Tag Archives: 1914

How Expensive Properties are Made, 1914

The following comes from a 1914 issue of Popular Electricity and Modern Mechanics:

How Expensive Properties are Made

As an illustration of the rapid strides made during the last few years in the production of motion pictures, a sight-seeing trip through the Universal Company’s studios in California uncovers the fact that twenty-five classes of skilled artisans are at present employed in making the properties for a feature film production. It is stated on good authority that half of the expense in producing pictures of the pageant type is incurred before the actual staging of the drama begins. Upon the screen the spectator sees armies in conflict, reproductions of ancient cities wrecked solely for a camera spectacle, streets of forgotten cities swarming with people costumed in conformity with historical record and all properly fitted out with the accouterments of war and habiliments of peace.

But behind all these shows of pageantry is a large corps of technical experts, craftsmen, mechanics and workmen who transfer these pictures of ancient life from historical records and cuts to so many replicas of the things themselves. General knowledge is all but useless in such productions. When the multiple reel production of “Damon and Pythias” was planned, every detail of scenery and of properties was not only planned and designed upon paper, but everything was modelled in miniature. A replica of the stadium was made of pasteboard. The interiors and exteriors of houses were modeled. Every property was brought down to a definite basis when it was put to the two tests of historical accuracy and adaptability to the camera. During this stage of the work the drafting and the designing rooms had the appearance of a toy shop and would have brought delight to the heart of any child.

Making Properties for a Feature
Making Properties for a Feature

Specifications completed, blue-print designs and colored models were distributed to the various workshops. Helmets, greaves, shields, javelins, breast-plates, short-swords and the smaller household articles were manufactured in the papier-mache department. This work requires considerable time and only expert labor can handle it. The papier-mache department was busy for three months in manufacturing some of the properties for “Damon and Pythias” alone.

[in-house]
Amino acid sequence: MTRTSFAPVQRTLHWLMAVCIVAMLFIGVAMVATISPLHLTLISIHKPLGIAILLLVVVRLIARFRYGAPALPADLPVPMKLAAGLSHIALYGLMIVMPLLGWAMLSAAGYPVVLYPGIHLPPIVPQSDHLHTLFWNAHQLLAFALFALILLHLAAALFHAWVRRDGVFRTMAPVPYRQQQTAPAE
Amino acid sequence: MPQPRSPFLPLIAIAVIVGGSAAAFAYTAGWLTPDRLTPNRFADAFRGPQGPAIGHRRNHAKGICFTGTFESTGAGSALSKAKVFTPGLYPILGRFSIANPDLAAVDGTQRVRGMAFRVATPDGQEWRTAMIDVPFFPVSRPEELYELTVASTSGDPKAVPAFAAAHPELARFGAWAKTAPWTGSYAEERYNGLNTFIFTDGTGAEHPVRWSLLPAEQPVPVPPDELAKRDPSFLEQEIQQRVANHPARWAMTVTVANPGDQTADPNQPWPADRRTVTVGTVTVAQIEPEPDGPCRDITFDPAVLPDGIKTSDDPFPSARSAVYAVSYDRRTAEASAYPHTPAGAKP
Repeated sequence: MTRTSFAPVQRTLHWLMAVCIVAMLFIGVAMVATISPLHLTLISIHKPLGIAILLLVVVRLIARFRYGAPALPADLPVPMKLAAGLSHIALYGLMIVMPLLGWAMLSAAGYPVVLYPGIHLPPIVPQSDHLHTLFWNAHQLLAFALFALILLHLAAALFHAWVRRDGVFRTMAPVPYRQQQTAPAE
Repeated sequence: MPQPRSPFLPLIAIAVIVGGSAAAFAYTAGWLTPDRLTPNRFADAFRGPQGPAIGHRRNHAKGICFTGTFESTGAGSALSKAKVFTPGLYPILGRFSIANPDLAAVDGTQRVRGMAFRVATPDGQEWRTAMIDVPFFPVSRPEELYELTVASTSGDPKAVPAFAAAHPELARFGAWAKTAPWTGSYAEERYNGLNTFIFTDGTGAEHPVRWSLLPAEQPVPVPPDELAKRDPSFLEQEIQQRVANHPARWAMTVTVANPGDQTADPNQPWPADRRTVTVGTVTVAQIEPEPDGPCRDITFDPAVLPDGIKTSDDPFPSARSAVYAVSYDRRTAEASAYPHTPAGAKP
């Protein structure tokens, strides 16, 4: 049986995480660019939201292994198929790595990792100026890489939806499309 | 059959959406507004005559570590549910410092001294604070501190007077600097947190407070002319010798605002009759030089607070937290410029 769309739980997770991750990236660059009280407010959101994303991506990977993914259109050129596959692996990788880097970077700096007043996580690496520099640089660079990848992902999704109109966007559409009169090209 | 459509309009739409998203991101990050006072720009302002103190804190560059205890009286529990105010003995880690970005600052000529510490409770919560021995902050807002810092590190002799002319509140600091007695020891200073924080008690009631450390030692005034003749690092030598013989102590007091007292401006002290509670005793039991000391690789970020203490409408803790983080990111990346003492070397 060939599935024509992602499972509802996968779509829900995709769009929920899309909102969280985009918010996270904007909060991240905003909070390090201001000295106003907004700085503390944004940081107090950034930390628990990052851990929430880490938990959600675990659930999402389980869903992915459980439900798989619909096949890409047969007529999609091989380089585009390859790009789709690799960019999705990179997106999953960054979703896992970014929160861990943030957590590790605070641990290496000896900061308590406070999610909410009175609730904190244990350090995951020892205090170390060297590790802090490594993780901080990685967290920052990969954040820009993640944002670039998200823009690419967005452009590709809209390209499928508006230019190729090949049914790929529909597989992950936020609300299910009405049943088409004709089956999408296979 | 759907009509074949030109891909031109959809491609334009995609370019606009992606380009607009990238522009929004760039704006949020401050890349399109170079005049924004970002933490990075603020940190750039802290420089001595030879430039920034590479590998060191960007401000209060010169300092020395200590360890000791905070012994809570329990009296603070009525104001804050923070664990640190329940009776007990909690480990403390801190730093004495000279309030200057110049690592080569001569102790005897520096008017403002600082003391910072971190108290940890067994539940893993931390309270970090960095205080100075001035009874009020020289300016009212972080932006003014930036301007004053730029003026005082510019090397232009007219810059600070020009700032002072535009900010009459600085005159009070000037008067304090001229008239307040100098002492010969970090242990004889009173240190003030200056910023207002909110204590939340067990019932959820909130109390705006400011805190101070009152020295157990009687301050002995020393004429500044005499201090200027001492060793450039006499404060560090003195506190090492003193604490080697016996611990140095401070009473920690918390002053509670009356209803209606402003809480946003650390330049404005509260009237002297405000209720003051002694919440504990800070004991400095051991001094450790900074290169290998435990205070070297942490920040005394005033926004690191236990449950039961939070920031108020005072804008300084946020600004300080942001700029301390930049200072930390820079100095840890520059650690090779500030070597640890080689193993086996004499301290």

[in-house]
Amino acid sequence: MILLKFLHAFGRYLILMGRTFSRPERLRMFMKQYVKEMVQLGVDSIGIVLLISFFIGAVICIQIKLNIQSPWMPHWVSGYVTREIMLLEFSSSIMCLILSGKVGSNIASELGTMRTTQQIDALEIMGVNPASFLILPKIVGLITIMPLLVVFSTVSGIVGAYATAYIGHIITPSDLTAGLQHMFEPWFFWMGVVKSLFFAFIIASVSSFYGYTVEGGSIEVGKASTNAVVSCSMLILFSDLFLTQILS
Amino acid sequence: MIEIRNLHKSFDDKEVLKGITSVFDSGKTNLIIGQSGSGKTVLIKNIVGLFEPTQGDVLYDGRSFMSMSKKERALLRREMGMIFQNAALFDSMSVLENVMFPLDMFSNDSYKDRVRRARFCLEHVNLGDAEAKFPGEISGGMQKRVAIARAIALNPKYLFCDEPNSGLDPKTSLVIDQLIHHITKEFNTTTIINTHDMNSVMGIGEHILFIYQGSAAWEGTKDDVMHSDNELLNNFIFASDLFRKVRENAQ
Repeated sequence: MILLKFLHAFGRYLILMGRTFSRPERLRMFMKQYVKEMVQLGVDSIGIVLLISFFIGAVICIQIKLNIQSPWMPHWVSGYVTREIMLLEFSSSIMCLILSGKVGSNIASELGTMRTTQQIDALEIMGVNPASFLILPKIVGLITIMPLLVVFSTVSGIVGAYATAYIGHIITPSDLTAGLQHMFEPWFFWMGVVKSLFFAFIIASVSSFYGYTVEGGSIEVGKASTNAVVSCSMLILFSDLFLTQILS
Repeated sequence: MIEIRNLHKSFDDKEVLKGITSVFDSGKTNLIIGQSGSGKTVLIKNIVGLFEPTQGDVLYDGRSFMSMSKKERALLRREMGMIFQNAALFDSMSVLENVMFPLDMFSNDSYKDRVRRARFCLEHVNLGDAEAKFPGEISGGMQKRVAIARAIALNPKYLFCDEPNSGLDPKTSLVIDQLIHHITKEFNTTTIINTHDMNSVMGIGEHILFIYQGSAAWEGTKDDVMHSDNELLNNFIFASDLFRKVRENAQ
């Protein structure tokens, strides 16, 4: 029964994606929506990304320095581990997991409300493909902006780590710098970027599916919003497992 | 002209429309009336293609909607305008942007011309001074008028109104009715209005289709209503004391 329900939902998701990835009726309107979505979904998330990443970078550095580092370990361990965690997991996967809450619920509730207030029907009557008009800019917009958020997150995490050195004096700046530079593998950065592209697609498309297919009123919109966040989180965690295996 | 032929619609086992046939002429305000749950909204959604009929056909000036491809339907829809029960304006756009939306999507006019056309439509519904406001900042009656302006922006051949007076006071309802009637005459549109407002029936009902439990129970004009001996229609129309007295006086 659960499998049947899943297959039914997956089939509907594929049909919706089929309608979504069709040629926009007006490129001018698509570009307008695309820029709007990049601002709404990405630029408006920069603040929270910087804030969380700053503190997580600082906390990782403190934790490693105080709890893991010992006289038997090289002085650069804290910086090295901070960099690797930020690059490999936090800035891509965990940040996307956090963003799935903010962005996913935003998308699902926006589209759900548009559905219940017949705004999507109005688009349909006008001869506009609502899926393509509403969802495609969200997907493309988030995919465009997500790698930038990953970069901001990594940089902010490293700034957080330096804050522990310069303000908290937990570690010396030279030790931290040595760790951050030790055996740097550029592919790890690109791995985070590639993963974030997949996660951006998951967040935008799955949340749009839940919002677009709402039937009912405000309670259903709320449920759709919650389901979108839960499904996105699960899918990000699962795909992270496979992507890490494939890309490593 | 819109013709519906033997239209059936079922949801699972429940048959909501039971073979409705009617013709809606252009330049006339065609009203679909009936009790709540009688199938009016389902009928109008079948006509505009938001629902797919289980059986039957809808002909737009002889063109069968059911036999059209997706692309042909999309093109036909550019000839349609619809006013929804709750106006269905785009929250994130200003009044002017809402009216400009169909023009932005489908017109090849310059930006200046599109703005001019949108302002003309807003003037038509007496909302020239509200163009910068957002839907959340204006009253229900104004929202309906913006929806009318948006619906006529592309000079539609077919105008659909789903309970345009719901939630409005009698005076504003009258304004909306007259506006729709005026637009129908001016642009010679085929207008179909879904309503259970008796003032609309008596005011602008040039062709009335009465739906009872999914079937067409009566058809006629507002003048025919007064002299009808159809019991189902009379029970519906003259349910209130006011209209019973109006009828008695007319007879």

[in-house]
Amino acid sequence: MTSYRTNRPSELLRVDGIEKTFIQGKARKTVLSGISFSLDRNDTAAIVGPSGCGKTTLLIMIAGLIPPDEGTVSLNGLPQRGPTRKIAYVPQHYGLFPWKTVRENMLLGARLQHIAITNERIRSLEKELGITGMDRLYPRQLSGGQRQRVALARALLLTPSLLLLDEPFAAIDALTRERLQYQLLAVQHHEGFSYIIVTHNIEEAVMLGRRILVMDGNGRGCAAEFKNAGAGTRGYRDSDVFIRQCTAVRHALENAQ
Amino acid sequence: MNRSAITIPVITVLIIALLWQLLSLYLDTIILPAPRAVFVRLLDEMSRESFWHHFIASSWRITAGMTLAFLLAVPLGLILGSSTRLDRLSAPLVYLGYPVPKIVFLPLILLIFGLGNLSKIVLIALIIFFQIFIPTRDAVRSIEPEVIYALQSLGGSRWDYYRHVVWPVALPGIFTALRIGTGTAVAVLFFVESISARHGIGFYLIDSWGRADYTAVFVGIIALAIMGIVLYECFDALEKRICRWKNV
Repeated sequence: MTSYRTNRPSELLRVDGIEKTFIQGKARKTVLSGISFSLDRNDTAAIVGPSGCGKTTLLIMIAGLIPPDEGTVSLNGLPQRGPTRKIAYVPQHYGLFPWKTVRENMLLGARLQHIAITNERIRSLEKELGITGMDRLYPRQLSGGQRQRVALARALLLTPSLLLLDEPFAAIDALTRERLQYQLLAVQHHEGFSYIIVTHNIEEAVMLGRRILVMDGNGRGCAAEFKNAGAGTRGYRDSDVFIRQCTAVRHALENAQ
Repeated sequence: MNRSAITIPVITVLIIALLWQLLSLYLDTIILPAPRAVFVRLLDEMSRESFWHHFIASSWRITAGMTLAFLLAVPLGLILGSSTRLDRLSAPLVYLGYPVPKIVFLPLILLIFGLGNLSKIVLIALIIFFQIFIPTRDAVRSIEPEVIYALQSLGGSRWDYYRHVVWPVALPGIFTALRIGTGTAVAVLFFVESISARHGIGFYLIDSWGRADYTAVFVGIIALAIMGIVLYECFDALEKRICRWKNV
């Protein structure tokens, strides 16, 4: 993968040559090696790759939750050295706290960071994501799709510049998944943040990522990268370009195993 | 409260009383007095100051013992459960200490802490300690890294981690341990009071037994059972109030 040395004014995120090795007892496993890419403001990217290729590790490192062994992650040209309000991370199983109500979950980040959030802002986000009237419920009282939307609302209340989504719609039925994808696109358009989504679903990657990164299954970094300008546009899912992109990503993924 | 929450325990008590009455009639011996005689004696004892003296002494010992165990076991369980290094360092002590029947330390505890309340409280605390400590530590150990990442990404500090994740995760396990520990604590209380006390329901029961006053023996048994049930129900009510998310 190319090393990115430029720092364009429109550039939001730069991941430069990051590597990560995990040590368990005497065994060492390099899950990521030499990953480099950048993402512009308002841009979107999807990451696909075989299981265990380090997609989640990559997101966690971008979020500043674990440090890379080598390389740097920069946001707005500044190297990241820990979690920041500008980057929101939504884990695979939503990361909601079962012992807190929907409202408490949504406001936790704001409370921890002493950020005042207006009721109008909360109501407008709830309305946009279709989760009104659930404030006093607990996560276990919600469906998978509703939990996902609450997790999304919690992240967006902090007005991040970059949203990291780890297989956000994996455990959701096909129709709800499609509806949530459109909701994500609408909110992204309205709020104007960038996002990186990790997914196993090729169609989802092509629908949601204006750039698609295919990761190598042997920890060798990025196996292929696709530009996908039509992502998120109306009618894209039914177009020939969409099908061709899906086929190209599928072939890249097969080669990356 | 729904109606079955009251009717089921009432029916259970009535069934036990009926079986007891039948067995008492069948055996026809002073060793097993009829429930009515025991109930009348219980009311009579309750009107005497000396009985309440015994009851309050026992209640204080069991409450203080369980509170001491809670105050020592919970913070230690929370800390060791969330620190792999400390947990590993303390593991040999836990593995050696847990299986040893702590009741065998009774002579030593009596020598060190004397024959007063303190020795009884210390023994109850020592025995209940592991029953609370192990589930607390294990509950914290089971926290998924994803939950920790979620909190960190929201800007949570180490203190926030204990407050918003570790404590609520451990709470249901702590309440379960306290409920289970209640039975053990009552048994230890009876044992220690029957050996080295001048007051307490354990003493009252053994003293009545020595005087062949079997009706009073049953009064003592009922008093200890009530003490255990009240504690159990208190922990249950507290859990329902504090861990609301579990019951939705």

Twelve extra seamstresses were employed in the costume department for two months and aside from costumes for the principles, complete outfits were made for five hundred soldiers.

On the company’s ranch, situated in the San Fernando valley, Greek streets, detached dwellings and a stadium grew up and assumed shape and color within a month after the first ground was turned.

The joining and carpenter shops were busy with the wooden properties and frame-work for the large pieces of scenery. Twenty-five chariots were turned out within a period of two weeks. The carpenters work completed, the properties are turned over to the scene painters and decorators, and where iron work was required, to blacksmiths and ironworkers.

In many scenes of this production it was necessary that large pieces of statuary be in evidence. This statuary was made in the company’s shops and only skilled alabaster workers could even attempt the work.

Shops for the manufacture of all description of properties used in motion pictures are something new in the industry. Not longer than two years ago, when a big production was to be made, as few properties as possible were manufactured on account of the extra expense of this work. In those days all properties that could be obtained were rented and the others were improvised.